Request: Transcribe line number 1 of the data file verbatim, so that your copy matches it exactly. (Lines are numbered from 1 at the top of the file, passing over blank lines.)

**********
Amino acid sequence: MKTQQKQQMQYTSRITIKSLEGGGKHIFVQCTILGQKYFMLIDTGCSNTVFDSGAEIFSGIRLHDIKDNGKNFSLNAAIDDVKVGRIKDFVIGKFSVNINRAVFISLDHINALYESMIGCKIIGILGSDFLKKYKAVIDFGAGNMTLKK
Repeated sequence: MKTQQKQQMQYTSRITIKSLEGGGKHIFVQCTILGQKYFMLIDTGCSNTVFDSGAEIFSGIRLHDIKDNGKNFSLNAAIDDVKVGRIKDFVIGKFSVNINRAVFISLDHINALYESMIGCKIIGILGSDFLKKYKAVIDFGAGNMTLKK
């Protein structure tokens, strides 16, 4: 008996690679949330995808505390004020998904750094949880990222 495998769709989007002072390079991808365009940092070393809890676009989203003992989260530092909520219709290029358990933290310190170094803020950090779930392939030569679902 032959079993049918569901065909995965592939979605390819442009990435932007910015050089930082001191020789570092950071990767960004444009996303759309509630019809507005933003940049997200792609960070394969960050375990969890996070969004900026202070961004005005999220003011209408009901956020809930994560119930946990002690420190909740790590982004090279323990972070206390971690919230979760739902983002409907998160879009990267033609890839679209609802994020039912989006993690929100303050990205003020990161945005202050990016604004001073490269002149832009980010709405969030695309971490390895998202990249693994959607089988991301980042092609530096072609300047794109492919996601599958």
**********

Amino acid sequence: MKTQQKQQMQYTSRITIKSLEGGGKHIFVQCTILGQKYFMLIDTGCSNTVFDSGAEIFSGIRLHDIKDNGKNFSLNAAIDDVKVGRIKDFVIGKFSVNINRAVFISLDHINALYESMIGCKIIGILGSDFLKKYKAVIDFGAGNMTLKK